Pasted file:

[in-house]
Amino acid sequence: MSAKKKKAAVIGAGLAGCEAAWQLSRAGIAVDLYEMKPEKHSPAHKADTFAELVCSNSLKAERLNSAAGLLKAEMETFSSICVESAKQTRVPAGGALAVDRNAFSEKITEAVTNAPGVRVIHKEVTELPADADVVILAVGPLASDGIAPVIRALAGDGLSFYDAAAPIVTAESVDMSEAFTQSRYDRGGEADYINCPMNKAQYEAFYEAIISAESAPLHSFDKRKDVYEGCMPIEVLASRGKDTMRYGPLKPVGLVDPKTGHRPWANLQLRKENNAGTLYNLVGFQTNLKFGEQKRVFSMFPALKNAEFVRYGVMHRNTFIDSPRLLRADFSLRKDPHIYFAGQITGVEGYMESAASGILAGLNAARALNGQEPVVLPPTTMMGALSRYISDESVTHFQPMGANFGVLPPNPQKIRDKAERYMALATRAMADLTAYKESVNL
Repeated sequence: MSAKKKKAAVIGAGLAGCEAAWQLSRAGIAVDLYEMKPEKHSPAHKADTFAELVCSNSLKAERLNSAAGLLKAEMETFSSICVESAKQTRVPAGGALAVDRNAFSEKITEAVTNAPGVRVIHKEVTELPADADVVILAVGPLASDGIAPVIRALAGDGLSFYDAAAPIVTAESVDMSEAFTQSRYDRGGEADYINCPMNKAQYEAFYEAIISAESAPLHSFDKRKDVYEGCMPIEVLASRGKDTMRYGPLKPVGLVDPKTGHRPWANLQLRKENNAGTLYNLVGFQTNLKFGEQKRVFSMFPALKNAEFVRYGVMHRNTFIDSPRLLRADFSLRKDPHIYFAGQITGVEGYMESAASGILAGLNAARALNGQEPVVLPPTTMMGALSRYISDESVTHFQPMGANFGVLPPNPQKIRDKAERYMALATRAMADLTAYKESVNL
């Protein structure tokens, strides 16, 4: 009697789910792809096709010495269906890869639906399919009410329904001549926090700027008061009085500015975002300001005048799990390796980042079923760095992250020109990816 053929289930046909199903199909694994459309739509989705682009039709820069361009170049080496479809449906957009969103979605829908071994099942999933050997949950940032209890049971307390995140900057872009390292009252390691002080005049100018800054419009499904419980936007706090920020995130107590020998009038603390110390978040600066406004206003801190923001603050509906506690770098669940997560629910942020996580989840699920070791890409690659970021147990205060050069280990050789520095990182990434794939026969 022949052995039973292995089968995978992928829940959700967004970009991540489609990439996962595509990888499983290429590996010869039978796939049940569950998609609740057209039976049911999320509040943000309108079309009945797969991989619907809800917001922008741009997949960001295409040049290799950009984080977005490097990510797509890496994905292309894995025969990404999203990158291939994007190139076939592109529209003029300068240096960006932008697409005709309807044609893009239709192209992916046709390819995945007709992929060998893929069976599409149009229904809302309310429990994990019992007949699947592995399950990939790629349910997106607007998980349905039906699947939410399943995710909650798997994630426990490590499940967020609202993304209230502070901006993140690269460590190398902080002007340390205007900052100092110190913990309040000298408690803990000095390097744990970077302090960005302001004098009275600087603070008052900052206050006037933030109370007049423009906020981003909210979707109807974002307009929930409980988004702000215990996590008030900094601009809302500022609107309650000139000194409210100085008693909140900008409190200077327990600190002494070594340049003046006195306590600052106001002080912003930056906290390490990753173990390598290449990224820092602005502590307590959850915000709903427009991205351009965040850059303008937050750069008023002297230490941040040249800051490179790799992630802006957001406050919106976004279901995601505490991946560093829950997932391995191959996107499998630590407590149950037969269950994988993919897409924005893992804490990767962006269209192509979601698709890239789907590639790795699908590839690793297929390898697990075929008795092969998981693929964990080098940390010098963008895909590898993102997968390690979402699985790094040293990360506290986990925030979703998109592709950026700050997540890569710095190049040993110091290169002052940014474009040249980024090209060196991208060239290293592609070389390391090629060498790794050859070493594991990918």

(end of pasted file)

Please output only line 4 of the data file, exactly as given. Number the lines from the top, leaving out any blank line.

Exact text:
């Protein structure tokens, strides 16, 4: 009697789910792809096709010495269906890869639906399919009410329904001549926090700027008061009085500015975002300001005048799990390796980042079923760095992250020109990816 053929289930046909199903199909694994459309739509989705682009039709820069361009170049080496479809449906957009969103979605829908071994099942999933050997949950940032209890049971307390995140900057872009390292009252390691002080005049100018800054419009499904419980936007706090920020995130107590020998009038603390110390978040600066406004206003801190923001603050509906506690770098669940997560629910942020996580989840699920070791890409690659970021147990205060050069280990050789520095990182990434794939026969 022949052995039973292995089968995978992928829940959700967004970009991540489609990439996962595509990888499983290429590996010869039978796939049940569950998609609740057209039976049911999320509040943000309108079309009945797969991989619907809800917001922008741009997949960001295409040049290799950009984080977005490097990510797509890496994905292309894995025969990404999203990158291939994007190139076939592109529209003029300068240096960006932008697409005709309807044609893009239709192209992916046709390819995945007709992929060998893929069976599409149009229904809302309310429990994990019992007949699947592995399950990939790629349910997106607007998980349905039906699947939410399943995710909650798997994630426990490590499940967020609202993304209230502070901006993140690269460590190398902080002007340390205007900052100092110190913990309040000298408690803990000095390097744990970077302090960005302001004098009275600087603070008052900052206050006037933030109370007049423009906020981003909210979707109807974002307009929930409980988004702000215990996590008030900094601009809302500022609107309650000139000194409210100085008693909140900008409190200077327990600190002494070594340049003046006195306590600052106001002080912003930056906290390490990753173990390598290449990224820092602005502590307590959850915000709903427009991205351009965040850059303008937050750069008023002297230490941040040249800051490179790799992630802006957001406050919106976004279901995601505490991946560093829950997932391995191959996107499998630590407590149950037969269950994988993919897409924005893992804490990767962006269209192509979601698709890239789907590639790795699908590839690793297929390898697990075929008795092969998981693929964990080098940390010098963008895909590898993102997968390690979402699985790094040293990360506290986990925030979703998109592709950026700050997540890569710095190049040993110091290169002052940014474009040249980024090209060196991208060239290293592609070389390391090629060498790794050859070493594991990918």